What you need to know
Two decades after the bombings, which killed 202 people from more than 20 countries, grieving continues.
By Garry Stevens
Today marks the 20th anniversary of the 2002 Bali bombings, which killed 202 people, including 88 Australians – our largest single loss of life from an act of terror.
But we hear less about the wider group of close family members and friends of people who died.
Twenty years on, these people are facing life without their loved ones and dealing with the way they were taken away.
Grief after terrorism is different
Grief specialists describe grieving like a form of storytelling, a process by which we make sense of the loss and what the change means for our lives.
A key part is to connect the news of their passing with the many memories and routines that involved them. This “sorting” process can take months or years but is one way we move to a new story while also staying connected to them.
Losing a loved one in traumatic circumstances can interfere with these processes and lead to persistent or prolonged grief that does not ease over time.
Deaths that are sudden, violent, and affect close relationships fall into this category. Reminders of the death can trigger traumatic memories for those left behind.
Terrorism has the further dimension of being both calculated and quite random in its impacts. It leaves survivors struggling to make sense of why this horror affected them.
What we found
Our interviews with Bali survivors eight years after the attacks found those physically injured or experiencing prolonged grief had the highest levels of distress.
Early steps in bereavement generally involve accepting the reality of the loss, partly by allowing yourself to experience the pain of the loss and being able to draw new connections and meaning.
However, after someone is harmed through violence, loved ones can avoid thinking about the loss. This can limit their ability to separate the life lost from how they died.
Over time, the two may “fuse” together, where thoughts about loved ones raise distress about what they experienced. So close family and friends can avoid reminiscing and the usual processing of grief.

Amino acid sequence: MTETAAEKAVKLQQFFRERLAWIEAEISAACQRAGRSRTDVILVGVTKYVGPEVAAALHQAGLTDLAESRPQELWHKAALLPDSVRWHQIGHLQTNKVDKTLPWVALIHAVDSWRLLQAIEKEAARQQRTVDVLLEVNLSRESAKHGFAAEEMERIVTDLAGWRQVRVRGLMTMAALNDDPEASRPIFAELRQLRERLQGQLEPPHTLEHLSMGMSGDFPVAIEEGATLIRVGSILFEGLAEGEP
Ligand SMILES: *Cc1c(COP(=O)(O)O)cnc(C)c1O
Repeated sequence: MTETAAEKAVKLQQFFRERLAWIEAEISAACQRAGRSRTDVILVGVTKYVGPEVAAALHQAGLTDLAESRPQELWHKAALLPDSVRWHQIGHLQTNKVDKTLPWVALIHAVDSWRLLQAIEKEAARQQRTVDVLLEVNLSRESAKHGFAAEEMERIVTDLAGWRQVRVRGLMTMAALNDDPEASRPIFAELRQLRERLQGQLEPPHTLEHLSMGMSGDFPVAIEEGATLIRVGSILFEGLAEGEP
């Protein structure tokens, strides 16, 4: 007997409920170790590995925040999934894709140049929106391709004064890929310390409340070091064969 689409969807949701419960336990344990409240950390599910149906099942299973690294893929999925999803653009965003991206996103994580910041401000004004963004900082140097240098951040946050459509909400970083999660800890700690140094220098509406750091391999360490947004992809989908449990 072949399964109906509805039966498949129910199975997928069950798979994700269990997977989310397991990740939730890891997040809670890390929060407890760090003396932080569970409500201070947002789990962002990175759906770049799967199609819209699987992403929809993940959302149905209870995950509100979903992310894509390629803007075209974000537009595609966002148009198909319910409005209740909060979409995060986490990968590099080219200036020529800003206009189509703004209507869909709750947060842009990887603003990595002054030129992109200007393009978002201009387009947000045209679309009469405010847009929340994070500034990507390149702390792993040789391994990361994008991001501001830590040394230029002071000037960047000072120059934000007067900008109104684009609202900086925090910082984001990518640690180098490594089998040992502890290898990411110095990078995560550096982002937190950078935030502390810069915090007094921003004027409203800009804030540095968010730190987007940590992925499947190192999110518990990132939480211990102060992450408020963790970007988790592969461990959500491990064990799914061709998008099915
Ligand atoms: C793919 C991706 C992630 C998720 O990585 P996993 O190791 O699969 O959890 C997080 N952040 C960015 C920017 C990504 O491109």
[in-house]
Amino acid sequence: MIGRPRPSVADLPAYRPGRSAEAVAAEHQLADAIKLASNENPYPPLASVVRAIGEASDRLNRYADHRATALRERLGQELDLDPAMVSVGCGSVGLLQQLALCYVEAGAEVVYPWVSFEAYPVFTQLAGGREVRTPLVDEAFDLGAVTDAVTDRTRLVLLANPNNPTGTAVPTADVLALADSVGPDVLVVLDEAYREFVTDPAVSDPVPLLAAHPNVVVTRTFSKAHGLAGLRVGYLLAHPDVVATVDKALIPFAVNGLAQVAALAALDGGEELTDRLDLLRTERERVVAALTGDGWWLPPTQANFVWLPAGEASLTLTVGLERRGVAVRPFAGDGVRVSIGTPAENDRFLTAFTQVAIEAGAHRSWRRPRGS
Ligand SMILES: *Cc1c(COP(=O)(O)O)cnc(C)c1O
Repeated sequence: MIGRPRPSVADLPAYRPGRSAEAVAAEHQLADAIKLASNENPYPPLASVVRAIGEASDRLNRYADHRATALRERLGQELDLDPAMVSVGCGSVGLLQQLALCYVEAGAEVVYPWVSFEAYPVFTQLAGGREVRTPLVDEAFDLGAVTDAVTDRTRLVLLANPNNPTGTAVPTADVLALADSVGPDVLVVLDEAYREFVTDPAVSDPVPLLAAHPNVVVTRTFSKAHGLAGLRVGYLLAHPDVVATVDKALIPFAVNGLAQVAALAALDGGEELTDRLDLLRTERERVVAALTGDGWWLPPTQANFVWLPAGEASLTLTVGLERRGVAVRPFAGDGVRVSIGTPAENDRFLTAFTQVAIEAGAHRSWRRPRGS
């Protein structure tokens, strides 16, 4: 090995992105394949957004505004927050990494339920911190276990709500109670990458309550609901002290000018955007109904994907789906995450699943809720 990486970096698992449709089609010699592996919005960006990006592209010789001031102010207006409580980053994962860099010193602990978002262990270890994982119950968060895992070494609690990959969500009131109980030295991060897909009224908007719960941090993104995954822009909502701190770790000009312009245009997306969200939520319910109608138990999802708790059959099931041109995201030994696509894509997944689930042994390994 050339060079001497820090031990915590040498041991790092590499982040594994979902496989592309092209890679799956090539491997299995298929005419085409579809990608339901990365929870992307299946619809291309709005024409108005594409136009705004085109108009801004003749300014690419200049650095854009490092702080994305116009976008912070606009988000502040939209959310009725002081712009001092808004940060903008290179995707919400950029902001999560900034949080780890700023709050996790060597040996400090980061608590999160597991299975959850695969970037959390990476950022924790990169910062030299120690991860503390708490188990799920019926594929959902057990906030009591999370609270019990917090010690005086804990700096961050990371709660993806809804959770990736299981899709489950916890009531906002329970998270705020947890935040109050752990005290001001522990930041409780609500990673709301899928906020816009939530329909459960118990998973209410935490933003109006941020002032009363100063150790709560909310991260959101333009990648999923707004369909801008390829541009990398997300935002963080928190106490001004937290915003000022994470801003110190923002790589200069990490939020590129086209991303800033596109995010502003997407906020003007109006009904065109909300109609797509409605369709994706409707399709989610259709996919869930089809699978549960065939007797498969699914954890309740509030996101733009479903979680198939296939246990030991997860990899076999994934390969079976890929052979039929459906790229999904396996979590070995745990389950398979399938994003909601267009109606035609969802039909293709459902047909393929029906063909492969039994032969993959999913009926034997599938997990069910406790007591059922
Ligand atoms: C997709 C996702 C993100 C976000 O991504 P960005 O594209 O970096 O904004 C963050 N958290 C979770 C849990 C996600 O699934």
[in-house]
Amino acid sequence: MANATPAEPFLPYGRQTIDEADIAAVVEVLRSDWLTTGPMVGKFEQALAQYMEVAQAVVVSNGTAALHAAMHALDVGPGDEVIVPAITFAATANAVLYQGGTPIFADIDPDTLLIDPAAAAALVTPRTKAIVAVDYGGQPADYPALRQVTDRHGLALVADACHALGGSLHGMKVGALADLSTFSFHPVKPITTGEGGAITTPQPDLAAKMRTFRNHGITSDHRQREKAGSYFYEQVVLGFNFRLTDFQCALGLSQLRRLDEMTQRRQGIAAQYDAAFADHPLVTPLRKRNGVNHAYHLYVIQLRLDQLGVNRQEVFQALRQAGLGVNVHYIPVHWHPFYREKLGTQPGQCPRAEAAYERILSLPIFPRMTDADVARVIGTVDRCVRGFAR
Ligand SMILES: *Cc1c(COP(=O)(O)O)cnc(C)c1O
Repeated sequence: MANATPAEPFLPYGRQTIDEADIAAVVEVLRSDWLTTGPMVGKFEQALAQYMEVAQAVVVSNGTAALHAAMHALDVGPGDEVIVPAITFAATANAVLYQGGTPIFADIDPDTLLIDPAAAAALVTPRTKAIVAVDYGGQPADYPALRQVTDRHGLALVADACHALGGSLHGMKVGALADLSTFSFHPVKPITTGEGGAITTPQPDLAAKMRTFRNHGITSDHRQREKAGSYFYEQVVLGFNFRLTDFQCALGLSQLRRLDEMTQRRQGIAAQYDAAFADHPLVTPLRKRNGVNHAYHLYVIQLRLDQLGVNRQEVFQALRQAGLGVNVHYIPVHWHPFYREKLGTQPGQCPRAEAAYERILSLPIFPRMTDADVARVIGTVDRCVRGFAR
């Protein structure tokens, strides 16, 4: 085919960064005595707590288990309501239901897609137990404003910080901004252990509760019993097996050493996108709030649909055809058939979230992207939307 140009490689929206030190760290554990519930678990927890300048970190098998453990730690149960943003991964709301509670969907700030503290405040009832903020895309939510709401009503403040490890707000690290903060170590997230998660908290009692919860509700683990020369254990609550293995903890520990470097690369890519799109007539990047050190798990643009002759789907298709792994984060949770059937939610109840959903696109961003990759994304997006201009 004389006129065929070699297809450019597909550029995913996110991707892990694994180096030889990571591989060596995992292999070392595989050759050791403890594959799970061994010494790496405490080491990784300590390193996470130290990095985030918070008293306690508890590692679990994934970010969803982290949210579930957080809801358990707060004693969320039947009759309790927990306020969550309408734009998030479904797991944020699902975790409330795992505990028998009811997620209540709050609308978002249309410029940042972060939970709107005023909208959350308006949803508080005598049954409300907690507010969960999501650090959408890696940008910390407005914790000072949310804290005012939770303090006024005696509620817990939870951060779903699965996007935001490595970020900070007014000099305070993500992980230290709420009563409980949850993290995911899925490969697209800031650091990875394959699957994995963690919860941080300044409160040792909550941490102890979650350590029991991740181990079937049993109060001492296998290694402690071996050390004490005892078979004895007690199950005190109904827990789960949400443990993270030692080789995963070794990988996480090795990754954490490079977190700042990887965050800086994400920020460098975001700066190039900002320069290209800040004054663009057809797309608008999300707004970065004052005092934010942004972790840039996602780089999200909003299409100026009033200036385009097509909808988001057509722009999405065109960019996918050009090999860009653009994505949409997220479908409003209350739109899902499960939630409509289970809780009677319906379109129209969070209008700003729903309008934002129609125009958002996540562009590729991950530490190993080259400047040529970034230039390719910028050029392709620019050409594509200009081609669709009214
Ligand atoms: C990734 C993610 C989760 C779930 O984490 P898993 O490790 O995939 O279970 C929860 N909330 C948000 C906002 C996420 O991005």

Can anniversaries trigger distress?
The 20th anniversary is similar to other commemorations Bali survivors have worked through in the past two decades.
Many have learned to control or reduce their emotional triggers and are more likely to reflect upon and celebrate their loved ones than dwell upon the terrorism event itself.
At the same time, traumatic grief can last for decades, and most people do not receive effective treatment.
These people remain vulnerable to such triggers, particularly news that is unexpected or presents graphic detail.
How best to support survivors psychologically?
Strong support networks and having people to confide in are critical to recovery.
Our study found married or partnered participants had the lowest levels of distress. Support that was non-judgmental and allowed “time and space” was also most valued, whether or not that came from a partner.
One family member told us what was important was:
People being there for you, where you are that day, and not telling you what to do or how to feel.
For others, working with authorities early on to get clear details of what happened brought some understanding and comfort. One person who lost several friends told us:
For me, it was being able to know the circumstances of their death.
Psychological “talk” therapies such as cognitive behavioral therapy are effective in up to 69% of cases of prolonged grief.
A key approach involves deliberate exposure to distressing thoughts and images related to their loved one’s death but in a safe and structured environment. This allows distress and trigger reactions to be reduced in a controlled way. Ultimately, this can support people to accept the loss.
One study participant told us:
I believe you should try and accept it, which is very hard, but if you don’t it is very difficult to get over it.
Memorial sites are important too
Memorial sites also have an important role. These are a focal point for support networks and rituals, helping to create new memories of their loved ones, based in the present.
The mural “Frangipani Girl” is a well-known example at Sydney’s Bondi Beach.
The mural is a celebration of the life of Chloe Byron, who died in Bali at the age of 15.
It also represents the journey through grief and renewal her father Dave has undertaken. He said in a podcast interview:
Every day I’ve got a choice between a happy memory of Chloe over the memory of her tragic death […] it’s the choice between a great day and a terrible one.
If this article has raised issues for you, or if you’re concerned about someone you know, call Lifeline on 13 11 14. You can also talk to a counsellor 24/7 at Beyond Blue.
This article was originally published on The Conversation. Read the original article here.
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